BAGHDAD (Reuters) â€” Iraqi President Jalal Talabani warned political parties on Monday it was vital to accelerate efforts to form a broad government to stop any slide into civil war after bombs killed 52 people in a Shiite Baghdad slum. The bodies of four men suspected of involvement in the blasts hung from pylons, residents of the Shiite Sadr City district said. Police said a sign left by the bodies, bearing gunshot and torture wounds, read: “These are the traitors.”
A government of national unity encompassing Kurds, Sunnis and the majority Shiites is widely seen as the best way to bring stability to the country, but three months after elections political leaders are deadlocked over who should lead it.
“The terrorists, infidels and Saddam Hussein’s followers are seeking to spread the spirit of separation and exploiting gaps left by any delay in the political process,” said Talabani.
“It is the duty of the political blocs to intensify their efforts to form a government and establish a broad front to achieve security and stability,” he said in a statement.
Politicians said they would step up negotiations but doubted a deal would be possible by the time the parliament elected in December meets for its first session on Thursday.
“The meetings will be hours and hours long, all leaderships will meet at one table in order to agree,” said Zafir Ani, a spokesman for the Accordance Front, the biggest Sunni bloc.
“We wish we could reach a deal by Thursday but I think it will be very difficult,” he told Reuters.
In more violence, 15 people were killed and 55 wounded, mainly by roadside bombs. A provincial governor survived a car bomb attack on his convoy, while two bodyguards for a member of parliament were killed in an ambush on his motorcade in Baghdad.
Britain said it would trim its force in Iraq by 10 per cent and that the process of handing over security responsibility for swathes of territory to Iraqi forces could begin within weeks.
The United States has about 130,000 troops in Iraq.
After a lull in the sectarian violence that was unleashed by the bombing of a Shiite shrine on February 22, blasts ripped through Sadr City, bastion of a major Shiite militia, on Sunday. Officials said 52 were killed and more than 200 wounded.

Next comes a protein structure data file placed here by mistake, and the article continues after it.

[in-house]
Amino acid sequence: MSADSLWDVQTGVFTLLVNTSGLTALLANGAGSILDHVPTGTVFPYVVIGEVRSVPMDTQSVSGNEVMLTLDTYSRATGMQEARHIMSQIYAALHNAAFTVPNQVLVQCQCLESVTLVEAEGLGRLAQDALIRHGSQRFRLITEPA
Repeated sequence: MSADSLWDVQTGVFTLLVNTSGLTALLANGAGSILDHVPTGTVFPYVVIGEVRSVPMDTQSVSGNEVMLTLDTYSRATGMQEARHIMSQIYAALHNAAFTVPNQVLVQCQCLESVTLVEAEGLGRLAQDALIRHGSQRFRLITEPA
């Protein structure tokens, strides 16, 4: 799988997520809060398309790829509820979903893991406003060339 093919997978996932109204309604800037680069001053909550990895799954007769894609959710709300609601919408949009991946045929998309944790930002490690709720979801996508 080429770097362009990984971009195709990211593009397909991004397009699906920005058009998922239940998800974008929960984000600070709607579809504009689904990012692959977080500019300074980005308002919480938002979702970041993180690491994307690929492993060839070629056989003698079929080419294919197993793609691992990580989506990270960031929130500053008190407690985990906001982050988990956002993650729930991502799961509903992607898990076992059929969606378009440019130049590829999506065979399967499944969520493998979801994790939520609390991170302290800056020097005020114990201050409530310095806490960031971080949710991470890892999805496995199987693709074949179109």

Talabani, a Kurd, said the bombings were meant to “inflame sectarian strife and fan the fires of civil war.”
Officials, including the US ambassador, have warned that another attack like the Samarra Mosque bombing could spark all-out sectarian conflict in the bitterly divided country.
Radical Shiite cleric Moqtada Sadr said he would not order his militia to strike Sunni Al Qaeda militants after Sunday’s bombings in the stronghold of his Mehdi Army militia.
The Mehdi Army was accused of leading reprisals on Sunni mosques and clerics after Samarra that killed hundreds in a few days, an accusation Sadr has denied. Police said up to six car bombs ripped through two markets in Sadr City on Sunday.
Scores of Mehdi Army militiamen roamed the sprawling east Baghdad slum, home to two million people, on Monday, stopping cars and people to search for explosives and weapons.
‘Deal will take time’
Sunday’s blasts occurred as political leaders, shepherded by US envoy Zalmay Khalilzad, met again to discuss forming a unity government.
Sunnis, Kurds and secular leaders have been blocking accord with a demand that Ibrahim Jaafari, the Shiite who has led the interim government for the past year, be dropped as the Shiites’ choice of premier for the new four-year term.
But Sunni Arabs seeking the post of speaker and Kurds the post of president for Talabani need the support of the dominant Shiite Alliance bloc for their candidates, meaning parties will need to compromise to get what they want.
Iraq’s politicians said they were determined to reach a deal as soon as possible but that it would take time.
“We intend to have continued meetings for days and nights,” said Adnan Pachachi, a Sunni politician in the secular Iraqi list led by Shiite former prime minister Iyad Allawi.
British Ambassador William Patey issued a statement in Arabic in which he called on parties to “renew efforts aimed at speeding up the formation of a government of national unity.”
A former head of Saddam’s revolutionary court said on Monday he had issued death sentences for 148 Shiites in the 1980s but insisted they had confessed to an Iran-backed plot to kill the former Iraqi leader and that their trial was fair.
Awad Hamed Bandar is on trial along with Saddam and six others for the killing of 148 men from Dujail after an attempt on Saddam’s life in the town in 1982.
Former Vice President Taha Yassin Ramadan also denied involvement and accused US forces of torturing him in custody.Saddam is due to testify in his own defence on Wednesday.